A Globe Theatre in France
An Elizabethan theatre on the French side of the Channel? It’s surprising but true. Hardelot Castle in northern France, home to the arts centre “L’Entente Cordiale”, always put up temporary theatres for its annual summer festival. Last year it went one step further and created a permanent wooden structure: a British-style Globe Theatre, with natural ventilation, paying tribute to Anglo-French relations.
This form of architecture has always fascinated theatre-lovers.
Not only aesthetically pleasing, it fires the imagination with its ability to be constructed and deconstructed without leaving a trace. Since the Elizabethan Globe Theatre was first reconstructed in London, the public has been able to relive this historical experience of theatre. But it is hard to imagine a Globe Theatre anywhere else apart from in the U.K., as it is inextricably linked with the era of Queen Elizabeth I, Shakespeare, Marlowe and Jonson. Nonetheless, the arts centre team at Hardelot Castle took on the challenge and had an Elizabethan theatre built here in 2016, to mark the 400th anniversary of Shakespeare’s birth. The castle is situated in the French province of Hauts-de-France, some 30 km across the sea from England. On a good day, you can even see the cliffs of England from the coast.
The arts centre “centre culturel de l’entente cordiale” was founded in 2009, and launched with a midsummer festival held on a former horseracing track in the castle grounds. A temporary, round, wooden theatre was built in an Elizabethan style for the occasion. In the meantime, an expertise was also commissioned to apply for permission to build a permanent structure. In 2013 the Andrew Todd architectural firm won the competition and received the commission to design the theatre. “As I was finishing my studies, I found the remains of the ‘Rose’ (editor’s note: an Elizabethan theatre of 1587, discovered during excavations in London in 1989) and witnessed the rough planning of its reconstruction. I was obsessed by the theatre,” explains Andrew Todd.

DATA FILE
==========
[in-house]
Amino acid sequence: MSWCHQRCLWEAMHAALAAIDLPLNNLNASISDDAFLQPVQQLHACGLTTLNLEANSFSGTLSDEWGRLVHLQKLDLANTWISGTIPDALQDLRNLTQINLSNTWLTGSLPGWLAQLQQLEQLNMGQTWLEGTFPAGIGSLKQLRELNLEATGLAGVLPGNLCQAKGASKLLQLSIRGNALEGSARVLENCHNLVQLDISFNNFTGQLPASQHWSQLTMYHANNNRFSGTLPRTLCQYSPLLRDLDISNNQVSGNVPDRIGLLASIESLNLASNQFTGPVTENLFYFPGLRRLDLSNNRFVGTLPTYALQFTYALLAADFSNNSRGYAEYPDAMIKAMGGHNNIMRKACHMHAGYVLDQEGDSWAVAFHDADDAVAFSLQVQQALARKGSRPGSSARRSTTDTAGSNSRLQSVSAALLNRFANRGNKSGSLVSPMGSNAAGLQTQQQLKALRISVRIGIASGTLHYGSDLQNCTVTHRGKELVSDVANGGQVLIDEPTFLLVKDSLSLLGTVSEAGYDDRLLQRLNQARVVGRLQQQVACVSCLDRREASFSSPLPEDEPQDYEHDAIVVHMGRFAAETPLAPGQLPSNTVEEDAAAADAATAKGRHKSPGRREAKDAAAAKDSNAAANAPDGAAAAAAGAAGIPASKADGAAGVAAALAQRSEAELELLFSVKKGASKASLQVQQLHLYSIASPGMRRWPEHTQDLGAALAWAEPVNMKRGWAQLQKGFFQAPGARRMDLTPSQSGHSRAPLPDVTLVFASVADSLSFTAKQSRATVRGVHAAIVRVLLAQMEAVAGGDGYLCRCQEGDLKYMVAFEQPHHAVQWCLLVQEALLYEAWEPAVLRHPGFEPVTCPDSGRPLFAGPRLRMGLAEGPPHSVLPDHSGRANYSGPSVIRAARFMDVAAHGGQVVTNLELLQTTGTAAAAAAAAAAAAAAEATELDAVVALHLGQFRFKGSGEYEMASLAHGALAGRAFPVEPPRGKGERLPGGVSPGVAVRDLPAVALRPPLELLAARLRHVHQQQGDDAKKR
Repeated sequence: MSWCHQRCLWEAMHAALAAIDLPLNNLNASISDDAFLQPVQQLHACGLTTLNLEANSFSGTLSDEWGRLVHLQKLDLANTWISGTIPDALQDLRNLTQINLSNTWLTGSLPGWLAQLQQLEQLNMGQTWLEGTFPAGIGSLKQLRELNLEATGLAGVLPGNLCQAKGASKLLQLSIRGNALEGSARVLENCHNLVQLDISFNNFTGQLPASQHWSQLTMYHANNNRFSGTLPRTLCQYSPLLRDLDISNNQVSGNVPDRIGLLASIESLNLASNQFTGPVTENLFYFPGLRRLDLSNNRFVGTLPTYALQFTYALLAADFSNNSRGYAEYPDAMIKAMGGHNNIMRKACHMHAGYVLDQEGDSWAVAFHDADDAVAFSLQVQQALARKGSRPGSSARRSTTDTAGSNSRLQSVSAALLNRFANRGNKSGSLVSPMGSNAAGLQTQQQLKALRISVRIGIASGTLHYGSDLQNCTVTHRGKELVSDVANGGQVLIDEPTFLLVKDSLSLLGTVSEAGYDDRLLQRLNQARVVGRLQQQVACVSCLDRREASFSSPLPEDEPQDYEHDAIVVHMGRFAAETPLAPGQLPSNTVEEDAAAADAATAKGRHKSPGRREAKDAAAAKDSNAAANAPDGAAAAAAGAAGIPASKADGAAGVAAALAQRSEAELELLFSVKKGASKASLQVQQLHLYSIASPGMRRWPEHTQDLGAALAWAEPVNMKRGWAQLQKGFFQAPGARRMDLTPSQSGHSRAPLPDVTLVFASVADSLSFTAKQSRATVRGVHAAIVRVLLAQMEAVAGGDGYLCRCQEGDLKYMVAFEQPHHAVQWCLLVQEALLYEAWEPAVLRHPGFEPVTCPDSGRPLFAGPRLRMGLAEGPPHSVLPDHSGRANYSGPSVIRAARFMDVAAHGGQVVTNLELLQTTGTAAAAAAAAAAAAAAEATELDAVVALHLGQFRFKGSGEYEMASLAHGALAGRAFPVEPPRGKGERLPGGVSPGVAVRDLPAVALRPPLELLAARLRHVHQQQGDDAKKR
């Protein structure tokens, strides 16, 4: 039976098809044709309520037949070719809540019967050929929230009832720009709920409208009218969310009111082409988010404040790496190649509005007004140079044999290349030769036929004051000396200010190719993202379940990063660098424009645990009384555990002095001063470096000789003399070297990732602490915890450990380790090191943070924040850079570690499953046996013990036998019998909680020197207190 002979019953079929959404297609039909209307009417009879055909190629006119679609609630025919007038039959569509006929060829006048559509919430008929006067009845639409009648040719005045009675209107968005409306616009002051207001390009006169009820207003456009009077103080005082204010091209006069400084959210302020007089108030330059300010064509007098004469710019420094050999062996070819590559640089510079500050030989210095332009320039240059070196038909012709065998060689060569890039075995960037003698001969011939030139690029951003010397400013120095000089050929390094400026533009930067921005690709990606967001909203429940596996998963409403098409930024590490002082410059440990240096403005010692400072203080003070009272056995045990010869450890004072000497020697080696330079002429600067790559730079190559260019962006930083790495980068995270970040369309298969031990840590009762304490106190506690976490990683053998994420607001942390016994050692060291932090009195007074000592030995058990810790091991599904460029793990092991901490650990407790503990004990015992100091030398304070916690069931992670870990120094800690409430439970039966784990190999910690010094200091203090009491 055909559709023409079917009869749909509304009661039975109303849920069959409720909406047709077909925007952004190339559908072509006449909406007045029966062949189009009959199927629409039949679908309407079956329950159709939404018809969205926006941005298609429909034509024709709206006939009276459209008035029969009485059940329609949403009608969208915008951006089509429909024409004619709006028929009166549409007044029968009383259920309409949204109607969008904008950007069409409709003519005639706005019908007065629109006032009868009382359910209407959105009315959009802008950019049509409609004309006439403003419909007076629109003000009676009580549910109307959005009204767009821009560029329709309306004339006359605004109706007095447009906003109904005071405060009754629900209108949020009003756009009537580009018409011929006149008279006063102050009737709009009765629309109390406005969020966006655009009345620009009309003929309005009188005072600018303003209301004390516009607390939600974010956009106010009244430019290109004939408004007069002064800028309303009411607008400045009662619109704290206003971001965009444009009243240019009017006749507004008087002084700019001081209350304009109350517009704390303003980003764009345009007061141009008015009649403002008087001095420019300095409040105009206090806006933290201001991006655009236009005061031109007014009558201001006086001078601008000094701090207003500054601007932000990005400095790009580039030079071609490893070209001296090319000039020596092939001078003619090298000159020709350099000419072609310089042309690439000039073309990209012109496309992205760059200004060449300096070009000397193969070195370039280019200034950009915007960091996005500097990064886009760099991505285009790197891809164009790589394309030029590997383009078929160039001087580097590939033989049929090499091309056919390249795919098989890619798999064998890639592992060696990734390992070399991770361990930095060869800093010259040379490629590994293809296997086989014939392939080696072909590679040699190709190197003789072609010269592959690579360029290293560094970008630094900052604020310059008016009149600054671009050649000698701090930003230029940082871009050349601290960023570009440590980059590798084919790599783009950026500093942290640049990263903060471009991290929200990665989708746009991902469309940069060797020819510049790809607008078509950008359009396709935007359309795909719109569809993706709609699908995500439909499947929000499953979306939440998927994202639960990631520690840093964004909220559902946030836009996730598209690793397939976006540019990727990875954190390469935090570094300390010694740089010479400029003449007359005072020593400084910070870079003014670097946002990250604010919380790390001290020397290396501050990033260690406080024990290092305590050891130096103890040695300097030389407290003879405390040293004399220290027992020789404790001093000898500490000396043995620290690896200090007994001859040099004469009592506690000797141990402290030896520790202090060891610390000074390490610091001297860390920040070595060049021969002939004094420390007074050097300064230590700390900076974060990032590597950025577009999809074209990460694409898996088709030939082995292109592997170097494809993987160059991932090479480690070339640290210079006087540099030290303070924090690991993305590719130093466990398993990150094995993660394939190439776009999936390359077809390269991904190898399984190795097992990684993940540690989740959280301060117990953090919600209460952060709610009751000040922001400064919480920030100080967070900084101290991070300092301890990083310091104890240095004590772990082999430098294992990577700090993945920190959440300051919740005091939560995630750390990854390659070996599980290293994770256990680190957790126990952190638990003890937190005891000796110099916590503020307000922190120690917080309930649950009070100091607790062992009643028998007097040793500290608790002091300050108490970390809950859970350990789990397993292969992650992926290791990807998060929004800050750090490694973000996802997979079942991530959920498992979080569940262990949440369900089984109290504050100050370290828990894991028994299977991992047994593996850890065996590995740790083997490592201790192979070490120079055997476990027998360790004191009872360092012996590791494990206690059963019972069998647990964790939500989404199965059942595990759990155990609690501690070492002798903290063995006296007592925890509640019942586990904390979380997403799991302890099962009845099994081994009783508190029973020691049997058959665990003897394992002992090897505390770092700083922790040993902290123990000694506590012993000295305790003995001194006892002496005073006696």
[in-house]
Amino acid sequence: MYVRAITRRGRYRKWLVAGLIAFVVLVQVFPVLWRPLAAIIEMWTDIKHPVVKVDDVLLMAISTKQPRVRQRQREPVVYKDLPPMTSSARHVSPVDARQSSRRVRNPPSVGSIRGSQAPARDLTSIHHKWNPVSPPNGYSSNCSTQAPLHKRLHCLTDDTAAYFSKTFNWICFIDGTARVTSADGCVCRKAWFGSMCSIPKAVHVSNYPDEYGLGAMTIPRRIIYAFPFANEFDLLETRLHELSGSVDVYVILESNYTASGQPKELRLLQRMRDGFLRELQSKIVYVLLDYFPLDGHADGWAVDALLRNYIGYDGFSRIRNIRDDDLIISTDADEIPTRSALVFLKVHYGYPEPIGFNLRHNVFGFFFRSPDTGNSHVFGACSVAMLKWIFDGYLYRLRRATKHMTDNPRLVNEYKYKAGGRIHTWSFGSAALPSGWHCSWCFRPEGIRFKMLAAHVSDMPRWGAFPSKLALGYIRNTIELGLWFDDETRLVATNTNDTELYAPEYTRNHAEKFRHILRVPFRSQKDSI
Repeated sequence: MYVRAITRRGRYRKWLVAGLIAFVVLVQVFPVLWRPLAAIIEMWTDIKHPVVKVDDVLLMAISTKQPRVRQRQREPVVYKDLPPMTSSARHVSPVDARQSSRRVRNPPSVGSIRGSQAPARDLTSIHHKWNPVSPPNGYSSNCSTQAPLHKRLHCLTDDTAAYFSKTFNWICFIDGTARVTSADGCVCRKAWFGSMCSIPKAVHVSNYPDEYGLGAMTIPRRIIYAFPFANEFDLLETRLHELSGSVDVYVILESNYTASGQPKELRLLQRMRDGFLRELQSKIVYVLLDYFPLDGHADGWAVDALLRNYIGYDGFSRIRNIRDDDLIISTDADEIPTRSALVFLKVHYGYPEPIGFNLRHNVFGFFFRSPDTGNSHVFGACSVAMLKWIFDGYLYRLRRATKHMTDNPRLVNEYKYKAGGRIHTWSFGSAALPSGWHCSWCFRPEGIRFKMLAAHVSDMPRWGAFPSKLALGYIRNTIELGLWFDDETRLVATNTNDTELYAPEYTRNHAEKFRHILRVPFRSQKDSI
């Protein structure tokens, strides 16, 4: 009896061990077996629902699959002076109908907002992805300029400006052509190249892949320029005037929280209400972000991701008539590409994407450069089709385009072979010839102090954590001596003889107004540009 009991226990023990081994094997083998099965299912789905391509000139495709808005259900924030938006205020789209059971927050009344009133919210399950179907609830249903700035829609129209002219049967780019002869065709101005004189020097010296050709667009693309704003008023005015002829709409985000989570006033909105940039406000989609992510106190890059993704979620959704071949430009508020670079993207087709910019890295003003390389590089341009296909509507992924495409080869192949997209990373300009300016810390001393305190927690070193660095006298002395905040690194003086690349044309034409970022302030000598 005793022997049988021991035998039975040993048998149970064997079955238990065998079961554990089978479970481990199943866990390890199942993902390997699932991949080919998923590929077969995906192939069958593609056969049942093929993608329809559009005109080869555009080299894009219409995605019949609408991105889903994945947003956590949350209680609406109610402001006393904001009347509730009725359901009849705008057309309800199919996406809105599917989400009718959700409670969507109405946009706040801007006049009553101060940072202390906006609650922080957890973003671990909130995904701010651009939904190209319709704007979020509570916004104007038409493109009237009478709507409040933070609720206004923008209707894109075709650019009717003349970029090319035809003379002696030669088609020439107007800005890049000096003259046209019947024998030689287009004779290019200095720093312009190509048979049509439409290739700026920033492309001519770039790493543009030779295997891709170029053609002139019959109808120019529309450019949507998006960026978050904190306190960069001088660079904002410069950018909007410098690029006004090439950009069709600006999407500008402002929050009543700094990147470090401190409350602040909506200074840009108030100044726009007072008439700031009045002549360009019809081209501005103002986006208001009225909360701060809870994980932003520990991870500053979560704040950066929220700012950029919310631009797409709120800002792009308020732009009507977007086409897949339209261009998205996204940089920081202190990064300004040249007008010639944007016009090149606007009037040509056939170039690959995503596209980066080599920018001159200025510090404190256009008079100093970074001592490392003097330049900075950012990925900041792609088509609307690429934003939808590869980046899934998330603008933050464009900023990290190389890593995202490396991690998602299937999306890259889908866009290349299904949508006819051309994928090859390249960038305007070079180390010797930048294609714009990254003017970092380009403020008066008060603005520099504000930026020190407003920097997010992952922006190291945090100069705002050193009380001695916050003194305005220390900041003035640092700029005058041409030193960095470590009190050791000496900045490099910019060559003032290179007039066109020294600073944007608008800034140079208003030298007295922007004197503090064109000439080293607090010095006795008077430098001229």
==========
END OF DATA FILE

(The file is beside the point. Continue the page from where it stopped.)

Elizabethan theatre features an unusual arrangement linking the auditorium and the stage. There is no separation between the two, unlike in today’s theatres, which are strongly influenced by the historical Italian model. Elizabethan style was developed fundamentally close to the public and politics, and with the drama in mind.
First a circular building site was plotted out; the round shape echoes that of the adjacent castle grounds. The new theatre, shielded by a shell of wood and bamboo, is situated by an avenue of chestnut trees, forming a kind of English landscaped garden. On ground level, the theatre is surrounded by shells. The ticket office and foyer are located at the entrance to the castle grounds in a medieval watchtower. The entrance is almost hidden, in a Japanese style. The bamboo rods open on to it like a curtain being raised.
The cylindrical structure is 17 m in diameter. Larch wood was used for the supporting structures, spruce for the exterior walls, and oak panelling for the floor. The 12 m high bamboo rods from Bali perfectly echo the circular shape of the building, and enliven the structure and the shadows that fill it. The wooden slats can be rotated by 45 degrees to ensure constant sunlight and capture the light as required, creating very different atmospheres in summer and winter. The natural ventilation is an essential and innovatively devised element of the project, with sensors regulating the temperature by controlling the speed of the ventilators. Air flows through the central chimney up to 13 m high and is naturally sucked in; the volume is determined by a sensitive control mechanism.
A modestly sized foyer connects the theatre’s exterior and interior, fitted with an integrated skylight. The auditorium consists of stalls and two balconies, arranged around 230 degrees, which surround the stage and forestage and so take account of the typology of Elizabethan theatre. The stage opening measures 8 m, corresponding to the four steps that an actor needs to take to reach the centre of the stage.
The seating in the stalls, consisting of portable rows, can be completely removed. It is a modular theatre with seating rows that can be varied from 380 to 298 seats, to fit around the proscenium or the orchestra pit as required. It is the only Elizabethan theatre with a mobile orchestra pit, accommodating up to 20 musicians.
A bridge in the form of a mobile Elizabethan set piece has been built into the backstage and can be positioned 3 m from the edge of the stage. It contains a platform that is accessible from the first balcony and enables performers to move easily from one side to the other.
This special venue makes it possible to present drama of a different kind, inspiring reflection on the place of the public and the role of theatre. It was inaugurated on 25 June 2016, two days after the UK Brexit referendum was held. The arts continue to cross the borders that politics tries to build.
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Staatsoper Berlin 2010–2017
von Jürgen Flimm, Detlev Giese, Regula Lüscher (Hrsg.)
496 Seiten · 450 Abbildungen
22,5 × 28 cm · 2 Bände im Schuber
DOM publishers, Berlin 2017
EUR 58,00 / SFR 74,70
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